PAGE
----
August 7, 2008
AOPA ePublishing staff
Despite almost universal objection to the landing slot auction plan, the FAA bulled ahead and announced it would auction two slots at Newark Liberty International Airport. (The slots came open after the bankruptcy of Eos Airlines.) That brought a stinging rebuke from the lawmakers who write the checks to fund the FAA.
“There is no question that your insistence on moving forward these controversial efforts will subject the Department [of Transportation] and the FAA to extensive and costly litigation that will benefit neither the taxpayer nor the air traveler,” wrote Sens. Patty Murray (D-Wash. ), chairman of the Appropriation transportation subcommittee, and Christopher “Kit” Bond (R-Mo.), ranking member, to DOT Secretary Mary Peters. They said that diverting millions of FAA funds for this “untried, controversial, and illegal auction exercise” would exacerbate the FAA’s “many challenges in maintaining the appropriate levels of safety in our national aviation system.”
The senators’ letter reiterated many of AOPA’s arguments against the FAA selling landing rights.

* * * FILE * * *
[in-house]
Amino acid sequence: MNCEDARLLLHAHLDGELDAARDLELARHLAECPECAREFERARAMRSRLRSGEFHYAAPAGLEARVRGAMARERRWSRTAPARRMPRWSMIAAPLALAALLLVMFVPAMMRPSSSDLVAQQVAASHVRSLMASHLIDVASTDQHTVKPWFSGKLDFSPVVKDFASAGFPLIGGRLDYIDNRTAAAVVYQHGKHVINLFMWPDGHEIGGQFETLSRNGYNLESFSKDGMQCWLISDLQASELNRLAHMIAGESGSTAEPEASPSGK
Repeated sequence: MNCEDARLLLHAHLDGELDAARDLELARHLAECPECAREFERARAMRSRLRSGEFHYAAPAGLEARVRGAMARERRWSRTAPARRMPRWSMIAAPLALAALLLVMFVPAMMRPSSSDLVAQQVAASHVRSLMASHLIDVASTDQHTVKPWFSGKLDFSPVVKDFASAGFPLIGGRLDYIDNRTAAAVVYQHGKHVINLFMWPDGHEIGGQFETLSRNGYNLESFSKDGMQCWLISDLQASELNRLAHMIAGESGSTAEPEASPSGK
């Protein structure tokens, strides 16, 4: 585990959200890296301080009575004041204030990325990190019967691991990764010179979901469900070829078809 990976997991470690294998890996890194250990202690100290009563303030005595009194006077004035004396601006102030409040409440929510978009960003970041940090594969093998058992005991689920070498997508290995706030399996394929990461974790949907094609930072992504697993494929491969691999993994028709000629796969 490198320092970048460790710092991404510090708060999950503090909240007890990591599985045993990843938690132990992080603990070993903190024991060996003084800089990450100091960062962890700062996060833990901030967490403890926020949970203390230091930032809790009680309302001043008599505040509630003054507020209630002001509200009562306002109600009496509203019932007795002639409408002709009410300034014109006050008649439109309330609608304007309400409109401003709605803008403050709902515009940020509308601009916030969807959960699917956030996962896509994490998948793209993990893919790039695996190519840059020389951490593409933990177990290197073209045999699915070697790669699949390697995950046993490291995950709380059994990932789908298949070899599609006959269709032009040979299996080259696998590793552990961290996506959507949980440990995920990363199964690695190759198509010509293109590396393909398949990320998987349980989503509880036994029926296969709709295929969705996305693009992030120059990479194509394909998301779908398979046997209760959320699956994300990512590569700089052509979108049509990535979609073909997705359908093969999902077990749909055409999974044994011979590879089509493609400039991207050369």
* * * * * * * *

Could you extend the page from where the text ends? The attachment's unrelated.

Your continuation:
And the Port Authority of New York and New Jersey, which owns Newark airport, said it would ban any airliner that used an auctioned landing slot. “When you get on the ground, you’ll have to turn around and go back,” Port Authority Director of Aviation William R. DeCota told The New York Times.
Department of Transportation,
The board of Pennsylvania’s Lehigh-Northampton Airport Authority will wait 120 days before making a final decision to close Braden Airport, citing community concerns.
Question: Is there a visual aid to help me understand notams that change the configuration of an airport during construction?
It’s a familiar refrain, an effort by the University of North Carolina at Chapel Hill to close a valuable airport. AOPA is again speaking up.